Donald Trump's former lawyer pled guilty to multiple counts of tax evasion, bank fraud, and campaign finance violations on Aug. 21. In response to the announcements, Michael Avenatti's reaction to Michael Cohen's plea aimed to praise Stormy Daniels' attitude thus far. Avenatti, Daniels' lawyer, appeared on MSNBC to talk about Cohen's guilty plea, years after Daniels was reportedly paid off by Cohen and Trump to keep quiet about her alleged affair. Trump has maintained that there was no affair.
Avenatti's point was clear: Cohen's guilty plea just made things a whole lot harder for Trump in the coming days. "Let me just say this," Avenatti said. "[Daniels] has been vindicated this afternoon. I have been vindicated based on what we have...and I applaud her courageousness and her fortitude in coming forward. I think a lot of this stems from her courage and what she was willing to come forward and do."
Avenatti then pointed out that one of the counts against Cohen pertained directly to Daniels, regarding a $130,000 payment that was reportedly made to her. Of Daniels' own case against the president, Avenatti said, "We're going to press forward as aggressively as possible."
Trump has consistently maintained that he did not have an affair with Daniels, and that he was not responsible for any threatening strategies. Trump's lawyer Rudy Giuliani has since claimed that the president reimbursed Cohen for the payment to Daniels, according to the New York Times.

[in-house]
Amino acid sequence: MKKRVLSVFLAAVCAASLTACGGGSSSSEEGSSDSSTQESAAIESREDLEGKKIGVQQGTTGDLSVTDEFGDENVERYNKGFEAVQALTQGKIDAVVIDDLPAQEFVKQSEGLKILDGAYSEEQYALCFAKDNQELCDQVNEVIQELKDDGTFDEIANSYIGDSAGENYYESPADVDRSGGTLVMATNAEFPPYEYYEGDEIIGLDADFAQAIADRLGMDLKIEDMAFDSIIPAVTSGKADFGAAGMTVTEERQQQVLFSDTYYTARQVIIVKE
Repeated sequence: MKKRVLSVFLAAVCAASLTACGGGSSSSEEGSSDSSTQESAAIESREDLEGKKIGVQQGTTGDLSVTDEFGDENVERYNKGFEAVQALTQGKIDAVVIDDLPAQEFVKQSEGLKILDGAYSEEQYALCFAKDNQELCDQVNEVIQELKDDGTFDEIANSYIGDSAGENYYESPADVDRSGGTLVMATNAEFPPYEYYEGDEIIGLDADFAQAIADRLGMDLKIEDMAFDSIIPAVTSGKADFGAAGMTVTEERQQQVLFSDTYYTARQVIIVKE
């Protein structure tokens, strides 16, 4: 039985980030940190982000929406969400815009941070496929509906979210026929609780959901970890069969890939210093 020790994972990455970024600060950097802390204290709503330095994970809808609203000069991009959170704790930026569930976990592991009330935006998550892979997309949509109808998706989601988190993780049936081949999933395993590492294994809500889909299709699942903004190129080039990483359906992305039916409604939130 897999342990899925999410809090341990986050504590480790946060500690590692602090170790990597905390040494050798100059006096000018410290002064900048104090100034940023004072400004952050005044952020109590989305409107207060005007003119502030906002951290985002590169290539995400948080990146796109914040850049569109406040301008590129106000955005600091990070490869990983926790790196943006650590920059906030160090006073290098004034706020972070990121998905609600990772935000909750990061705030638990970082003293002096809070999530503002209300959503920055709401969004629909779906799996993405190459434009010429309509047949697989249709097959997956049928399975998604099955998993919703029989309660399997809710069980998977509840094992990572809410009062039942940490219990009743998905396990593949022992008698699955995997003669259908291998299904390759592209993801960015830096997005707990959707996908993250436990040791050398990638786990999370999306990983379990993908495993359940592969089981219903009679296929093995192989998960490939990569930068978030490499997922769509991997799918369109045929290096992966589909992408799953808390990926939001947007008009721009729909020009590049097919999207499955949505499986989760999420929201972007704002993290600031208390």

Cohen stated in his guilty plea that he was directed to make hush-money payments "at the direction of the candidate for federal office," per Newsweek. What's more, Cohen explained that this payment to Daniels was "for the principal purpose of influencing the  election.”
Though Trump has not yet directly responded to Cohen's guilty plea, he did acknowledge the validity of the existence of the payment to Daniels in a handful of tweets on May 3. Through a series of three tweets, Trump's statement read,
Mr. Cohen, an attorney, received a monthly retainer, not from the campaign and having nothing to do with the campaign, from which he entered into, through reimbursement, a private contract between two parties, known as a non-disclosure agreement, or NDA. These agreements are......very common among celebrities and people of wealth. In this case it is in full force and effect and will be used in Arbitration for damages against Ms. Clifford (Daniels).
The agreement was used to stop the false and extortionist accusations made by her about an affair...despite already having signed a detailed letter admitting that there was no affair. Prior to its violation by Ms. Clifford and her attorney, this was a private agreement. Money from the campaign, or campaign contributions, played no roll in this transaction.
Now that Cohen has pleaded guilty, people are inevitably wondering what this will mean for Trump. Though Trump isn't directly named in the indictment, he's absolutely implicated, as CNN points out that the indictment references "Individual-1," who is later described to become president in January 2017. And given that Cohen now faces up to 65 years in prison, it's only natural that the next question is what will happen to the current president.
It's unclear what will happen, if anything, to Trump, as a result of this guilty plea, though The New York Times' William K. Rashbaum, Maggie Haberman, Ben Protess, and Jim Rutenberg have pointed out that Cohen's case might be "more problematic for the president than the investigation by special counsel Robert Mueller."
In the wake of Cohen's guilty plea, Giuliani issued a statement on behalf of Trump. “There is no allegation of any wrongdoing against the president in the government’s charges against Mr. Cohen,” he said, via The New York Times. “It is clear that, as the prosecutor noted, Mr. Cohen’s actions reflect a pattern of lies and dishonesty over a significant period of time.”